One suburban district is even suggesting the school year may need to be shortened because there won't be enough money to pay for staff.
As it stands now, the governor's proposed budget would result in the state spending an average of $600 to $700 less per student. The loss for many individual districts will reach into the millions.
"Your immediate reaction is to say to yourself 'How are you going to make it?' That's the first reaction," said Supt. Creg Williams, Thornton Fractional District 215.
Classrooms like this one at Thornton Fractional North High School in Calumet City could remain empty for 20 extra days next year. The suggestion, which would have to be approved by the state board of education, is unlikely, but shows how dire the situation is. That's just one scenario being discussed by educators who say they simply can't cut any deeper.
"Two million bucks for us will mean anywhere between 20-30 teachers, it could also mean our entire sports program, our clubs and activities," said Supt. Williams.
Thornton Fractional, like countless other districts, has been suffering from delayed reimbursements from the state. Now Governor Quinn is talking about slashing general funding for education to the tune of nearly a billion dollars. But he's suggesting the cuts might not be as deep if legislators go along with his proposed income tax hike.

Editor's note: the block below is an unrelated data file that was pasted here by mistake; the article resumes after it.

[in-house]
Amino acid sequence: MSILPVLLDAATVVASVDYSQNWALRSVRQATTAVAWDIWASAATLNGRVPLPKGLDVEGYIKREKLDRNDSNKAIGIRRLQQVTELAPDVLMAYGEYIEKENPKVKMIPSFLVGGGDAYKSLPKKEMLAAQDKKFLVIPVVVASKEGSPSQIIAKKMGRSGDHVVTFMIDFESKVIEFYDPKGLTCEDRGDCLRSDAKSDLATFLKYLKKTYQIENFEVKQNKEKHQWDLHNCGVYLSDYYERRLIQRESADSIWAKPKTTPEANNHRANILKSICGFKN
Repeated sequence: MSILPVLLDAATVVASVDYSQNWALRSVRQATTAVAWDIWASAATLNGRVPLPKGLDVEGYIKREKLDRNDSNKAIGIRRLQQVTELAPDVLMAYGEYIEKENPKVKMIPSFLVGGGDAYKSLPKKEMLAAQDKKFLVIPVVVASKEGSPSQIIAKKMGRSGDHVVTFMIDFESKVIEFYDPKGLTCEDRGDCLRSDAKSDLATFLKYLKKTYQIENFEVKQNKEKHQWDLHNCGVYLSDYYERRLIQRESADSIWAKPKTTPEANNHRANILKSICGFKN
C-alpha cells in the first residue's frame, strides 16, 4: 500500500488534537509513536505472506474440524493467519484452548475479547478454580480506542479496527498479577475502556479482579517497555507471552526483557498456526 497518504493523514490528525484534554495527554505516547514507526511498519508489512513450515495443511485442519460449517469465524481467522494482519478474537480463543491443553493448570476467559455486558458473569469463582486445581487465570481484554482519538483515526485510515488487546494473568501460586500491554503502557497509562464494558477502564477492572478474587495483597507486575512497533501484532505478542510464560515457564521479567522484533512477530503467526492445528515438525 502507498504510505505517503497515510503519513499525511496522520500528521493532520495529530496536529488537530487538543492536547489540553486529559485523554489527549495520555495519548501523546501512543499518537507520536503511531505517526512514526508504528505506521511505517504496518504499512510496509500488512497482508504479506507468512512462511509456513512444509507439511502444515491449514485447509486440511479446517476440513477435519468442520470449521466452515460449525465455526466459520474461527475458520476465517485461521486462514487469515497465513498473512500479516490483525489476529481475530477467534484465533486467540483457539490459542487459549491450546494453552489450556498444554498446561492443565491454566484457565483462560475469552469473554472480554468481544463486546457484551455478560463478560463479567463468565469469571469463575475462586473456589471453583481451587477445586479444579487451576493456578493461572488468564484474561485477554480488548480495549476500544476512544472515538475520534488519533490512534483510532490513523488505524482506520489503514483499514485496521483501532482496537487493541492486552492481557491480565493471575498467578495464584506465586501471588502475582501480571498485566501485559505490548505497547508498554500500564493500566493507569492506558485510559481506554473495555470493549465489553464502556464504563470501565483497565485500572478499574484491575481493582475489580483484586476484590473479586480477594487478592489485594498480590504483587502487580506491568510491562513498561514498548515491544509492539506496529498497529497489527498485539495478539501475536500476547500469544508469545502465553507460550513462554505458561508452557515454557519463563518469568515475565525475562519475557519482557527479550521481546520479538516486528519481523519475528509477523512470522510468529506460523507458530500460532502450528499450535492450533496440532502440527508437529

"We need to have revenue to pay for important things like education," said Gov. Quinn.
On Thursday afternoon, the head of the Chicago Public Schools says he's facing a billion dollar deficit.
"It's incredibly serious," said CEO Ron Huberman, Chicago Public Schools.
Without concessions from teachers, changes to pensions and new revenue, Huberman says CPS will not be able to cut their way to a balanced budget.
"All that's left are class sizes and programs. We are at the bare bones," said Huberman.
"This is a devastating number, that is why you're seeing all the cuts in so many school districts," said Brent Clark, Ill. Association of School Administrators.
Local school board president and parent Don Swibes says the options facing schools are unconscionable.
"They are going to hold $1billion hostage for a tax increase is unbelievable. Legislators and politicians of this state should be embarrassed for what they've done," said Swibes.
School administrators are facing a deadline: If they are going to layoff teachers next year, they have to give notice by mid-March, which is just a few weeks away.